Essential Skills and Qualities
Every successful lawyer needs to possess these professional skills and qualities:
- Excellent communication skills (written and oral)
- Dedication and commitment
- Commercial awareness and negotiation skills
- Problem-solving, research, and analytical thinking skills
- Accuracy and attention to detail
- Stamina and resilience
- Teamwork and interpersonal skills
- Flexibility and openness to new ideas
- Strong time management and case management skills
- Professional approach to work, integrity, and respect to confidentiality
Working Hours and Conditions
Working hours depend on the speciality you choose, but usually, lawyers are expected to work a minimum of 37 hours a week. They typically work Monday through Friday and during normal business hours. Lawyers work inside of an office environment, but may often need to travel to clients and meetings.
The stress level for attorneys is based on the type of firm they work for and the type of law they practice. Larger corporate firms tend to produce the most stress for lawyers because of a more demanding workload. This results in longer working hours than at a smaller private firm.
Long hours, hard work and pressure from clients can be hard to take in any legal profession, but with the right attitude and passion for the job, you can experience great job satisfaction, wealth, and career progression.
Law salaries may vary depending on the type of work you do and where you choose to work.
In the UK
According to National Careers Service, salaries for qualified solicitors range from £25,000 to £40,000. For more experienced professionals or those working for larger commercial firms can earn between £40,000 and £90,000. Those who are highly experienced, exercise the profession as partners or as the head person of a department they get £100,000 or more.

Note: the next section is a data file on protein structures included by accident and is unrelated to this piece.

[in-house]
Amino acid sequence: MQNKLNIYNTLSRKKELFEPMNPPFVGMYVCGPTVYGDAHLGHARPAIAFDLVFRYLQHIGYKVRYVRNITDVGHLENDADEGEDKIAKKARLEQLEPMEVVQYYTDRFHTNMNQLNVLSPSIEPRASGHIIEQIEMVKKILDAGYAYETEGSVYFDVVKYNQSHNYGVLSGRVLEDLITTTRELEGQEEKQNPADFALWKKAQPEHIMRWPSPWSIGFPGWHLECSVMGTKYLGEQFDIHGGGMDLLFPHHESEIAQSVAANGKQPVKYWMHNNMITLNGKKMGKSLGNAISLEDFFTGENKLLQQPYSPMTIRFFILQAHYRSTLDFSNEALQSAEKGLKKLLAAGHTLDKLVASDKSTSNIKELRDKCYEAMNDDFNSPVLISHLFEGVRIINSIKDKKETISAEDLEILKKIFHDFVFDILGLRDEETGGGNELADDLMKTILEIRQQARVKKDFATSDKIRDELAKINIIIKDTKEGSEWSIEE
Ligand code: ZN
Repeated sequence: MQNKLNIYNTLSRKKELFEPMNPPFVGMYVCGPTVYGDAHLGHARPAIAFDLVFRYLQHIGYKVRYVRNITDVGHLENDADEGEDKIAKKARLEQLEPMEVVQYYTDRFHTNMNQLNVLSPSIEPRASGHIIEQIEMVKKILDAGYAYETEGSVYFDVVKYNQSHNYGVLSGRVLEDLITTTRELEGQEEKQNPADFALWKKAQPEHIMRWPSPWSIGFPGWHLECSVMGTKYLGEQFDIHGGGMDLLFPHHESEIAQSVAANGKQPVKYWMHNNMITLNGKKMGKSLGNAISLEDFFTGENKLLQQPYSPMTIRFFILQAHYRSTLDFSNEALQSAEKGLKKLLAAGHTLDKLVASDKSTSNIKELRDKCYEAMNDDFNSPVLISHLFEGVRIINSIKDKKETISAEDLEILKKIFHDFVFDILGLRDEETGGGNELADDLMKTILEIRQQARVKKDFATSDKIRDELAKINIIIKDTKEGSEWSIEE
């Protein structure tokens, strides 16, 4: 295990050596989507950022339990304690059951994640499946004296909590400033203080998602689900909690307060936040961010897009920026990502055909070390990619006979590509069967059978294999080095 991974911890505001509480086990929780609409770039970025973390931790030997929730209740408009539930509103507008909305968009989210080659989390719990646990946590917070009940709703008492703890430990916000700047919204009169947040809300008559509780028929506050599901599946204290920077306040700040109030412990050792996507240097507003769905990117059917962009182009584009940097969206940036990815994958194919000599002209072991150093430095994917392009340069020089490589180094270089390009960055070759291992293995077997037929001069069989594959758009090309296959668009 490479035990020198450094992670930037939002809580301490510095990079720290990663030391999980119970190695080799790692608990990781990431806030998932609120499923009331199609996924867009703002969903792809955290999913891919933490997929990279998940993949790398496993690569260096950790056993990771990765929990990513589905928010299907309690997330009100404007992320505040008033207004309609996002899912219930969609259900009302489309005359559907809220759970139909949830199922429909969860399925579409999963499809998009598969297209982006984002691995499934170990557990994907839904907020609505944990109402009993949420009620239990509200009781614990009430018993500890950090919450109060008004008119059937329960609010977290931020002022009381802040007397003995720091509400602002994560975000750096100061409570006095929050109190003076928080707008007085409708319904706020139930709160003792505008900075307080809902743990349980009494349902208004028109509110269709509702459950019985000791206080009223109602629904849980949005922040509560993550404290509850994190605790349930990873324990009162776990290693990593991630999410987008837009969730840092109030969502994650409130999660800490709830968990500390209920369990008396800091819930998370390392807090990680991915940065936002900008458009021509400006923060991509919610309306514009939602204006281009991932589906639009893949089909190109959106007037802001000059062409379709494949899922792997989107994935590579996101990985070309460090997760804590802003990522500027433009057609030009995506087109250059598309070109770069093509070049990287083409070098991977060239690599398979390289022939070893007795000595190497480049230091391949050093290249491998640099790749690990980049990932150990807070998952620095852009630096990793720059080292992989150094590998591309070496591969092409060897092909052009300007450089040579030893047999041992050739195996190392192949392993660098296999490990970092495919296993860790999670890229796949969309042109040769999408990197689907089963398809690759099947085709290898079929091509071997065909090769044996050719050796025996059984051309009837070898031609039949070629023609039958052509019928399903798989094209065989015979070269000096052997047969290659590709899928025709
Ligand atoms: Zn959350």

In the US
According to the Bureau of Labor Statistics, the median annual salary for lawyers as of 2016 is at $118,160, however, figures range depending on your location. If you need more information check PayScale that provides more detailed information on popular employer salaries.
2. Get the Qualifications
Getting into the legal industry can be demanding in terms of the academic qualifications you’ll need to equip yourself and most employers will expect you to get high marks on your degree and perform well in your training.
In the UK
There are a couple of routes you can take to enter the lawyer profession. For one, there is the apprenticeship route available at all levels, the on-the-job legal training or studying towards an academic degree. At the apprenticeship level, the Trailblazer training programs can qualify you as a solicitor, legal executive or a paralegal - working and getting paid at the same time.
If you are studying towards a degree you will need to go through the following steps:
- Earning a Law degree lasting 3 or 4 years (an LLB or Bachelor of Laws)
- Completing vocational training with the Legal Practice Course (LPC) lasting usually up to one year full-time
If you have a degree in a non-law related subject, you will need to complete a one-year full-time law conversion course at the Common Professional Examination (CPE) or Graduate Diploma in Law (GDL) and then follow the same route as law graduates to get the LPC.
With no degree, you will need to follow the chartered legal executive route for which you can get more information on the Chartered Institute of Legal Executives (CILEx). If you are based in Northern Ireland or Scotland, visit the Law Society of Northern Ireland or the Law Society of Scotland as different training routes are available there. More information on how to qualify as a solicitor can be found in the Law Society of England and Wales.
In the US
If you are living or hoping to study in the US, you will need to go through the following steps:
- Earning a bachelor’s degree
- Taking the LSAT Test
- Completing 3 years of Law School
- Gaining admission to the State Bar